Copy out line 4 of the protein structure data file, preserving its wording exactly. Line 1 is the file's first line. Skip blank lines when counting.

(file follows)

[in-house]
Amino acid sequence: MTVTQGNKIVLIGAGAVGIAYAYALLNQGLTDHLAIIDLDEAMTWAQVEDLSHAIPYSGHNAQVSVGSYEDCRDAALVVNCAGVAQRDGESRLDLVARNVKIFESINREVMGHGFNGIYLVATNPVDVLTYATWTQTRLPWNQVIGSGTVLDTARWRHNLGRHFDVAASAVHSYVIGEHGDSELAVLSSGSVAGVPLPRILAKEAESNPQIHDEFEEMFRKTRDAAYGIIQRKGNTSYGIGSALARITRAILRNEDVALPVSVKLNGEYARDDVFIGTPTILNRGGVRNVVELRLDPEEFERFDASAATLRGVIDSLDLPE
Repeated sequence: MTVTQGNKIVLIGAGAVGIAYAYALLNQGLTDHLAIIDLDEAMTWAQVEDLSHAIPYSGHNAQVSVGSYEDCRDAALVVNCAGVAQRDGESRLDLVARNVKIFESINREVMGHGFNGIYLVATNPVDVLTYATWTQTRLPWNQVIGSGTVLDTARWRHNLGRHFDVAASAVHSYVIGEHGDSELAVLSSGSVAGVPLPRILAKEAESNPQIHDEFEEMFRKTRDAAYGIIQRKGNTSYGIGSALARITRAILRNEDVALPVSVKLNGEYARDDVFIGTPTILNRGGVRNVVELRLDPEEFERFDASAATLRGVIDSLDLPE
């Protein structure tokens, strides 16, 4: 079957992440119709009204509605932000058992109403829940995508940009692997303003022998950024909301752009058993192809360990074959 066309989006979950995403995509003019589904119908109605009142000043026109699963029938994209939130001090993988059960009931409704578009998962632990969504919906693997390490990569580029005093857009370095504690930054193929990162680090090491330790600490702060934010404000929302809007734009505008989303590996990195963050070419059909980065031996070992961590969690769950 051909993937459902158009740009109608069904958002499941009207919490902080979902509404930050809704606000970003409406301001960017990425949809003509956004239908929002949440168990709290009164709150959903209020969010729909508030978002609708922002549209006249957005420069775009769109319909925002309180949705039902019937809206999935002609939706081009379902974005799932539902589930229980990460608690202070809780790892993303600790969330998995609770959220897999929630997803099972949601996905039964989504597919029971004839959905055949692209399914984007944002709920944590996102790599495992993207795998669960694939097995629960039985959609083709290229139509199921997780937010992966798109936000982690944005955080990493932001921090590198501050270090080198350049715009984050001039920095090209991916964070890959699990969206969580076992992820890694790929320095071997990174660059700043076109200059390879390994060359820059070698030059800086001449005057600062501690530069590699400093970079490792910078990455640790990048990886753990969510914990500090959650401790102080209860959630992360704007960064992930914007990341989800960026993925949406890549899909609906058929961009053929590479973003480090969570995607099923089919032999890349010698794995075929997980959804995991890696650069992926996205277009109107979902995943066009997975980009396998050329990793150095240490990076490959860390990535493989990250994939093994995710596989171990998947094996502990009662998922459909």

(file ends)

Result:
């Protein structure tokens, strides 16, 4: 079957992440119709009204509605932000058992109403829940995508940009692997303003022998950024909301752009058993192809360990074959 066309989006979950995403995509003019589904119908109605009142000043026109699963029938994209939130001090993988059960009931409704578009998962632990969504919906693997390490990569580029005093857009370095504690930054193929990162680090090491330790600490702060934010404000929302809007734009505008989303590996990195963050070419059909980065031996070992961590969690769950 051909993937459902158009740009109608069904958002499941009207919490902080979902509404930050809704606000970003409406301001960017990425949809003509956004239908929002949440168990709290009164709150959903209020969010729909508030978002609708922002549209006249957005420069775009769109319909925002309180949705039902019937809206999935002609939706081009379902974005799932539902589930229980990460608690202070809780790892993303600790969330998995609770959220897999929630997803099972949601996905039964989504597919029971004839959905055949692209399914984007944002709920944590996102790599495992993207795998669960694939097995629960039985959609083709290229139509199921997780937010992966798109936000982690944005955080990493932001921090590198501050270090080198350049715009984050001039920095090209991916964070890959699990969206969580076992992820890694790929320095071997990174660059700043076109200059390879390994060359820059070698030059800086001449005057600062501690530069590699400093970079490792910078990455640790990048990886753990969510914990500090959650401790102080209860959630992360704007960064992930914007990341989800960026993925949406890549899909609906058929961009053929590479973003480090969570995607099923089919032999890349010698794995075929997980959804995991890696650069992926996205277009109107979902995943066009997975980009396998050329990793150095240490990076490959860390990535493989990250994939093994995710596989171990998947094996502990009662998922459909």